By JENNIFER FERARIZA-MENESES
Board of Women’s Work of The United Methodist Church
Ps 126:1-2, 2-3, 4-5, 6
The Faith of the Poor
During Jesus’ time, the beggars on the street were considered to have the lowest economic status. They would sit on the side of the street and situate themselves in a place where they knew that a huge crowd was passing by. The beggars most likely were Jews and were heavily taxed by the Romans. The poor are the oppressed, the exploited, the despised and the marginalized and not just entirely those who suffer from economic poverty. To be poor was more a question of honor, social status and lack of power that led to oppression and marginalization.
Bartimaeus’ situation almost makes no difference in the present life of our poor Filipino people. We can find and see Bartimaeus of today in the faces and struggles of the urban poor, indigenous peoples, victims/survivors of sexual violence, migrant workers, peasants, teachers, health workers, human rights defenders, among others.
We have been witnessing how the poor live out their strong faith to be healed from many social illnesses even before pandemic time. Their sustained determination to survive each pandemic day is an expression of a genuine love for life. Like Bartimaeus, our suffering Filipino people have been begging and shouting for mercy, justice and healing through their unified voices and collective actions for a dignified life for all. Like Bartimaeus who never gave up to seek Jesus’ healing for his physical impediment, the faith of our poor Filipinos has never been wearied, all the more it perseveres amidst the climate of violence, injustice and inequality. It is the faith of the poor like Bartimaeus’ that can bring power of healing, justice and liberation.
The Rejection of the Poor
Bartimaeus, a poor, blind man, was rejected by the disciples and the Jewish people by rebuking him to keep silent when he was calling the attention of Jesus. They believed that the likes of Bartimaeus must not be treated justly because of his illness, disability and committed sins. They believed that low people like him do not deserve the attention, mercy and healing of Jesus.
In the Philippines, the gap between the rich and the poor further widens, more so during this pandemic. This gap does not only mean about the income inequality between the lower and higher income classes in the country but also the poor’s difficult access and limited opportunities to basic social services. Around 22 millions of poor Filipinos have been suffering from poverty, hunger, joblessness and poor housing, education and healthcare services. Deaths caused by the virus, human rights and drug-related killings have become a usual news of the day.
Sad truth is, the Philippine government has embodied a prevailing culture of tyranny, impunity and corruption at the expense of the welfare and development of the Filipino people. This sad truth means deprivation of people’s potentials to participate meaningfully in all life aspects of our nation. This sad truth means rejection to productivity and creativity of Filipinos in contributing to the nation’s progress and development. This sad truth means negligence to fully exercise the rights of the Filipinos as active citizens of a democratic country.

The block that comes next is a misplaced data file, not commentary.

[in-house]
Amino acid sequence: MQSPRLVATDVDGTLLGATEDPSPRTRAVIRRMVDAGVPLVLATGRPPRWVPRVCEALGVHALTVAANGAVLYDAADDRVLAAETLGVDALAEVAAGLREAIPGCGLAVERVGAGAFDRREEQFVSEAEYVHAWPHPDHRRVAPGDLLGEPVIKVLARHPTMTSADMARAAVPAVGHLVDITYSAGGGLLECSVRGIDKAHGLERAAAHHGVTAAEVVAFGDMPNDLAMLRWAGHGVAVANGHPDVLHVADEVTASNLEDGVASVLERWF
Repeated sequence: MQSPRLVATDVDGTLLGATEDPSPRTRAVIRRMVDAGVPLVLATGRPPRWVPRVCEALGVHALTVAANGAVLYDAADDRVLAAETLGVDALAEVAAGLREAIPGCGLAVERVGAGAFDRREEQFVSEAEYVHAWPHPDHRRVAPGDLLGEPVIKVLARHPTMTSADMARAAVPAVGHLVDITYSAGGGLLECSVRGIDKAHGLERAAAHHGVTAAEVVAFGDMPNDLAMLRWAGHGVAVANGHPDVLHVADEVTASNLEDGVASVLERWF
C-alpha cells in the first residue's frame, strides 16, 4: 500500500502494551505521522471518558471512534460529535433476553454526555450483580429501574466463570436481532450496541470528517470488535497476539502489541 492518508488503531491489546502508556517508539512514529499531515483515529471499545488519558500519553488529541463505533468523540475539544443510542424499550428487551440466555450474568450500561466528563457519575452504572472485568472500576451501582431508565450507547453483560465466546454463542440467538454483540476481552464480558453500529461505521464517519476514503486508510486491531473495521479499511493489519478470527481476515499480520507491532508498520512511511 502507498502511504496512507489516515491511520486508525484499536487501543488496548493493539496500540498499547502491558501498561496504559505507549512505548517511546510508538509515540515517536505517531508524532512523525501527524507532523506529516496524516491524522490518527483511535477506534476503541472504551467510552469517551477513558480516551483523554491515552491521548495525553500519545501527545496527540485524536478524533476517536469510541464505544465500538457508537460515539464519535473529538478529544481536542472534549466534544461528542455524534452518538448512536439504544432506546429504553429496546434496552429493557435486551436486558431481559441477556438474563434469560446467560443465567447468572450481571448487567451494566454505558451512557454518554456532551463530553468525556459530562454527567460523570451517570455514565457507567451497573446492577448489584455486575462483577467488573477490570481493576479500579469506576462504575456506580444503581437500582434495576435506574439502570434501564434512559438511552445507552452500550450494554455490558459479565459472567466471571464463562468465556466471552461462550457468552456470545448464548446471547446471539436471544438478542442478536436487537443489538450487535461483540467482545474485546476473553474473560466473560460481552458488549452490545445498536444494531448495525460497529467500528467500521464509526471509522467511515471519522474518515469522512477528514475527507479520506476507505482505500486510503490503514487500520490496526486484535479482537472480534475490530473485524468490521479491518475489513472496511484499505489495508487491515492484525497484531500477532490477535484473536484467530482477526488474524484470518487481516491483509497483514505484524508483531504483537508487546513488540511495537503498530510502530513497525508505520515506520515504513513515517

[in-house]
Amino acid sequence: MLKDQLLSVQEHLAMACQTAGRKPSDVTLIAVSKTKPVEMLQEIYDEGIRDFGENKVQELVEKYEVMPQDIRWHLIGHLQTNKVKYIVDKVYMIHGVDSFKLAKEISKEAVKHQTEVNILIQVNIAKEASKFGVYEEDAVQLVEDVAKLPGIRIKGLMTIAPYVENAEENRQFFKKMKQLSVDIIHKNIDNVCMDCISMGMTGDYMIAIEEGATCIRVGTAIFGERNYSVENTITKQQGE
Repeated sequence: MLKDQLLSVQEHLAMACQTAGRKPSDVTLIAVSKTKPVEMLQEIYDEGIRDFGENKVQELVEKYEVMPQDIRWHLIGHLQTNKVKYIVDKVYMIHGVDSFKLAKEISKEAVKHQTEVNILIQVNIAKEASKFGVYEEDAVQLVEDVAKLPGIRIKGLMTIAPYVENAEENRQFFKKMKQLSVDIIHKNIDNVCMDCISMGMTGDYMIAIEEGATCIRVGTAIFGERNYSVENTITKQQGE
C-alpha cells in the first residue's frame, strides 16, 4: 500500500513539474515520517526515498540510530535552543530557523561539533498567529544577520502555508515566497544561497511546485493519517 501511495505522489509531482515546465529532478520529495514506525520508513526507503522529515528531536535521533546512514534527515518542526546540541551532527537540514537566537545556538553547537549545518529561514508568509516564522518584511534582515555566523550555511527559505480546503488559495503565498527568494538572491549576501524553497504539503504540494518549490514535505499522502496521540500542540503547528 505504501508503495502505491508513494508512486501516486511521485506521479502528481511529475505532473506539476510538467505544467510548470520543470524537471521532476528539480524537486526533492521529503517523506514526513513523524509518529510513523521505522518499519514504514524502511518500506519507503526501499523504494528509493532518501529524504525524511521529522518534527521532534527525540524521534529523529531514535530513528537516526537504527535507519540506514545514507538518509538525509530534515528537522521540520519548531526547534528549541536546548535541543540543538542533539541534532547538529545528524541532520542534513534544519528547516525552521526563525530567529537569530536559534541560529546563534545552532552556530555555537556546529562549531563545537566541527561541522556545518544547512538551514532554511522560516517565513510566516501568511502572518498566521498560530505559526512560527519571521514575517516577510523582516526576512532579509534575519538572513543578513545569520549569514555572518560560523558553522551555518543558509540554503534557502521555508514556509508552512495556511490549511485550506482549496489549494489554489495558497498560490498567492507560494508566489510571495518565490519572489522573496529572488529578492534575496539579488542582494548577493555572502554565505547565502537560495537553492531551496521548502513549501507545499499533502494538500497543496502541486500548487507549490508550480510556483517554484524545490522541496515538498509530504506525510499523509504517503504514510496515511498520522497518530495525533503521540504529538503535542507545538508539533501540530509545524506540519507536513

Jesus’ Healing and Salvation for the Poor
In Bible time, the healing ministry of Jesus does not only address the person’s physical health needs. Jesus restores and redeems the person, holistically. More importantly, the healing of Jesus sends a message of faith, hope, love and wholeness to the people in the community where social prejudice, exclusion and abuse of power are of high prevalence. The healing ministry of Jesus is a powerful manifestation of the restorative and redeeming grace of Christ.
Through the healing of Jesus, Bartimaeus received not only his sight, but also his salvation. He was saved from his sickness and from the people’s unjust treatment towards him. Jesus sees to it that salvation must be given right when we ask for it, when we need it the most.
With the danger and crisis around us nowadays, we never lose hope that Jesus’ promise of salvation would be within our reach and can be experienced each day. For our struggling people, salvation is food on the table, decent jobs and wages, better healthcare service, no more killings and death. We long for the day where all of us will be healed and saved from “sins and sickness” of violence, injustices, abuses and exploitation happening in our land. We long for the day where salvation of Jesus that brings love, justice and peace would be an everyday experience of all.
To the modern day disciples and followers of Jesus, how do we see our Bartimaeus of today? Do we see them powerless, voiceless? Do we keep them silent or listen to their cry? Do we ignore or accompany them to receive healing and salvation?
Balik-Tanaw is a group blog of Promotion of Church People’s Response. The Lectionary Gospel reflection is an invitation for meditation, contemplation, and action. As we nurture our faith by committing ourselves to journey with the people, we also wish to nourish the perspective coming from the point of view of hope and struggle of the people. It is our constant longing that even as crisis intensifies, the faithful will continue to strengthen their commitment to love God and our neighbor by being one with the people in their dreams and aspirations. The Title of the Lectionary Reflection would be Balik –Tanaw , isang PAGNINILAY . It is about looking back (balik) or revisiting the narratives and stories from the Biblical text and seeing ,reading, and reflecting on these with the current context (tanaw).